|"Weird Time Tunnel." Image Source Below.|
Topics: Quantum Computer, Quantum Mechanics, Thermodynamics
It's easy to take time's arrow for granted - but the gears of physics actually work just as smoothly in reverse. Maybe that time machine is possible after all?
An experiment from 2019 shows just how much wiggle room we can expect when it comes to distinguishing the past from the future, at least on a quantum scale. It might not allow us to relive the 1960s, but it could help us better understand why not.
Researchers from Russia and the US teamed up to find a way to break, or at least bend, one of physics' most fundamental laws of energy.
The second law of thermodynamics is less a hard rule and more of a guiding principle for the Universe. It says hot things get colder over time as energy transforms and spreads out from areas where it's most intense.
It's a principle that explains why your coffee won't stay hot in a cold room, why it's easier to scramble an egg than unscramble it, and why nobody will ever let you patent a perpetual motion machine.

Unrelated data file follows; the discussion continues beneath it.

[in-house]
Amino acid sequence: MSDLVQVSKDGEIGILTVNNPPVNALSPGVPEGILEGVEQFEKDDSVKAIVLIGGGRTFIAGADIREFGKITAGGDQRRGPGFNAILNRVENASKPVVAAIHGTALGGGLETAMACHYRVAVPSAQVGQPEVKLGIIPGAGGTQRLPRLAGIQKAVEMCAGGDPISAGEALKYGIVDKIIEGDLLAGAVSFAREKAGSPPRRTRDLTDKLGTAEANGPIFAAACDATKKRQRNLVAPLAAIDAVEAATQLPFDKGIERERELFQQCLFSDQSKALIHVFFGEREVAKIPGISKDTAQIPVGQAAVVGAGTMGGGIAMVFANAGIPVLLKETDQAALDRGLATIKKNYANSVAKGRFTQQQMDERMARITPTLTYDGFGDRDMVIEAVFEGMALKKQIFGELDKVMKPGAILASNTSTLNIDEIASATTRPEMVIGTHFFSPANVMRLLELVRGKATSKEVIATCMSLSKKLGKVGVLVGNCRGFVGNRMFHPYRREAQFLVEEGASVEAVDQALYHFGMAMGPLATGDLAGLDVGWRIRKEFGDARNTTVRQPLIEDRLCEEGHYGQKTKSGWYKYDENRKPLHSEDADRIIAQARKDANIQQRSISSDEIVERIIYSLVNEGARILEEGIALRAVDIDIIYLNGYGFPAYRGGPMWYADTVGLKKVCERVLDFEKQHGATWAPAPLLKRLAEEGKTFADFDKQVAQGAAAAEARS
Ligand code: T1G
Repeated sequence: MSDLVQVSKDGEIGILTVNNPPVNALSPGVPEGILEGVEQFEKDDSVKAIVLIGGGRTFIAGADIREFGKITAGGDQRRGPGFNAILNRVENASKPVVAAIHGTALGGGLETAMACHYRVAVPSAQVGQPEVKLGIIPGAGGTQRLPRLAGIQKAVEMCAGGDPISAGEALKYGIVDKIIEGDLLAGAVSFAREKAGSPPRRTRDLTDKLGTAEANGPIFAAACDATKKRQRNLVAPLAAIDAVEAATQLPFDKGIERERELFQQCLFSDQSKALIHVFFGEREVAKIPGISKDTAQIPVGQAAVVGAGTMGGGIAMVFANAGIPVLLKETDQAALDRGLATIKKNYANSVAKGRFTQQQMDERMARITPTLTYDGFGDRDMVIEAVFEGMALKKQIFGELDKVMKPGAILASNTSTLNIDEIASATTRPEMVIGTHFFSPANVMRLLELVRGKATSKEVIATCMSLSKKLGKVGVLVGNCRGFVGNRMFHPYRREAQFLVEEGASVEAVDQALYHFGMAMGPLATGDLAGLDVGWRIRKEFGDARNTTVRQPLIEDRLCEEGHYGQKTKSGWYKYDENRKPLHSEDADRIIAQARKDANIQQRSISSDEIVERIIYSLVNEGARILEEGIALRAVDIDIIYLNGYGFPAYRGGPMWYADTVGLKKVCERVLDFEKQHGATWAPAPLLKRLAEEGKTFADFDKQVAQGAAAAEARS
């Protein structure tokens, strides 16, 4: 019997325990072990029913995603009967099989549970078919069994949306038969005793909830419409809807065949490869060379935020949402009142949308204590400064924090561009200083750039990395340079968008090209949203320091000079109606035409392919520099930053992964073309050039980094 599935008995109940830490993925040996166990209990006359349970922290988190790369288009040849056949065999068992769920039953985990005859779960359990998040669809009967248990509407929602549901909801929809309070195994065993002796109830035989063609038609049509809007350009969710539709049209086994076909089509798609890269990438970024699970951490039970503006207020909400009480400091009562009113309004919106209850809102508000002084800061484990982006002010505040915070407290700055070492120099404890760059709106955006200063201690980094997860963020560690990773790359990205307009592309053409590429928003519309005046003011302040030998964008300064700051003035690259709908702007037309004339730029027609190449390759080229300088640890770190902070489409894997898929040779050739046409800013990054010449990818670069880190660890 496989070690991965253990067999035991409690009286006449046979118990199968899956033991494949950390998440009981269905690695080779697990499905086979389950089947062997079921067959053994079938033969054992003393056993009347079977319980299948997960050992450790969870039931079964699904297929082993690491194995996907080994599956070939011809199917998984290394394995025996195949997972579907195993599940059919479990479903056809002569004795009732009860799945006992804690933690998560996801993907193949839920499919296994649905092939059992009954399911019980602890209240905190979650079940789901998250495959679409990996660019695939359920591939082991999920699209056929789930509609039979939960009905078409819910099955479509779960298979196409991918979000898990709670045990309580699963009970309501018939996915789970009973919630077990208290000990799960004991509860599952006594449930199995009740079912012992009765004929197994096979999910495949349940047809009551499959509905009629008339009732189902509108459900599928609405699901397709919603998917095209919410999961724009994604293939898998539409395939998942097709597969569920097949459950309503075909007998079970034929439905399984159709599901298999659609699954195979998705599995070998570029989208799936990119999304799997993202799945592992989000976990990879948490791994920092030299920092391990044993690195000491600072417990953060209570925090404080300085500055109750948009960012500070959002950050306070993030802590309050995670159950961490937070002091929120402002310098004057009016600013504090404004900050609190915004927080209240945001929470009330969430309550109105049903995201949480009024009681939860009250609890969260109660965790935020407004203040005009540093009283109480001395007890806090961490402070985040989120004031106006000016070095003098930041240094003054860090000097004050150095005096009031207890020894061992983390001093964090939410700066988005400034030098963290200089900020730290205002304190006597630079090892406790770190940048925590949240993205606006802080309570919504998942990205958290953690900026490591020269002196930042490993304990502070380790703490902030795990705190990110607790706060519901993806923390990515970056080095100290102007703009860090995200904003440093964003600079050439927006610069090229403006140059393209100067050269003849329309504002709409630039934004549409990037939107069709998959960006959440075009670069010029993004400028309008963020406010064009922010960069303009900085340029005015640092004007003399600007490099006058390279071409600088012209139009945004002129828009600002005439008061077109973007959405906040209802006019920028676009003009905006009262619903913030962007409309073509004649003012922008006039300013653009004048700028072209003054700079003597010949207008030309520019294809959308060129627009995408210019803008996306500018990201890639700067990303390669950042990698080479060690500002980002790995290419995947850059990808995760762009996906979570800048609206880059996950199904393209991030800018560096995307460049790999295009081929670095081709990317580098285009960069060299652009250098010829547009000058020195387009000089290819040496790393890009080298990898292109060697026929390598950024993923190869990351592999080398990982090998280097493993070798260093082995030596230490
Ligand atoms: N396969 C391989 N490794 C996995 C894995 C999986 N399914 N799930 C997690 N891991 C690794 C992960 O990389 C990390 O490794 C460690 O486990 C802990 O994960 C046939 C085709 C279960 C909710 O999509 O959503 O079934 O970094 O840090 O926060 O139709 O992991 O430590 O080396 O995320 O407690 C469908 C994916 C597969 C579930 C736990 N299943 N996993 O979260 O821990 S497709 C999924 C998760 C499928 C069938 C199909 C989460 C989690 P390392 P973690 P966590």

Virtually every other rule in physics can be flipped and still make sense. For example, you could zoom in on a game of pool, and a single collision between any two balls won't look weird if you happened to see it in reverse.
On the other hand, if you watched balls roll out of pockets and reform the starting pyramid, it would be a sobering experience. That's the second law at work for you.
Electrons aren't like tiny billiard balls, they're more akin to information that occupies a space. Their details are defined by something called the Schrödinger equation, which represents the possibilities of an electron's characteristics as a wave of chance.
Physicists Have Reversed Time on The Smallest Scale Using a Quantum Computer
Mike McCrae, Science Alert